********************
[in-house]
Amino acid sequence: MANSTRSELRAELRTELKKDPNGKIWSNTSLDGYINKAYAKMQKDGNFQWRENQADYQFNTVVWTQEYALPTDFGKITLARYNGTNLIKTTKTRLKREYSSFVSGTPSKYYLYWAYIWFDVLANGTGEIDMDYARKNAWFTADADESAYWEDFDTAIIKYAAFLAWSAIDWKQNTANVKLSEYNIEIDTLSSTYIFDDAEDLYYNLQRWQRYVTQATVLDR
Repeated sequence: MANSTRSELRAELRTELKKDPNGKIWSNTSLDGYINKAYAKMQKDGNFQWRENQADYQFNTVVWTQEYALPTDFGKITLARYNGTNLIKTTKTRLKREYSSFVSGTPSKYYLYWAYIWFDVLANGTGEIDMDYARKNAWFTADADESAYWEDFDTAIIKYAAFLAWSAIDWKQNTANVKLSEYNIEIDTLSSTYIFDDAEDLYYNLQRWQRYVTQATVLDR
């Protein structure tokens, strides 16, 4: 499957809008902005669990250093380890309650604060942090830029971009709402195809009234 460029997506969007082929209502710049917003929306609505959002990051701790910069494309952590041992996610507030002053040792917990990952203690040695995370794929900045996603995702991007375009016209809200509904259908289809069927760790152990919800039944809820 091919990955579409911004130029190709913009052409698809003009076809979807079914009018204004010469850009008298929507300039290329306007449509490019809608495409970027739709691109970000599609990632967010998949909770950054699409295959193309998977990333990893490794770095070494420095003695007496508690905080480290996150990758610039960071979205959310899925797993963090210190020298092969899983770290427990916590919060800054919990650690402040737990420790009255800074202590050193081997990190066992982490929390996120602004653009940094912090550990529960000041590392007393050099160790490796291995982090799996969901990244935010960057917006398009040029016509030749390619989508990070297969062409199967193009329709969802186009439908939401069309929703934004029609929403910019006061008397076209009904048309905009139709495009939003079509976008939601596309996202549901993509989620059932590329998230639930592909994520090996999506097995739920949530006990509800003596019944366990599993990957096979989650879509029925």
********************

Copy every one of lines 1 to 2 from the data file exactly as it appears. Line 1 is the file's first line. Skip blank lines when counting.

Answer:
[in-house]
Amino acid sequence: MANSTRSELRAELRTELKKDPNGKIWSNTSLDGYINKAYAKMQKDGNFQWRENQADYQFNTVVWTQEYALPTDFGKITLARYNGTNLIKTTKTRLKREYSSFVSGTPSKYYLYWAYIWFDVLANGTGEIDMDYARKNAWFTADADESAYWEDFDTAIIKYAAFLAWSAIDWKQNTANVKLSEYNIEIDTLSSTYIFDDAEDLYYNLQRWQRYVTQATVLDR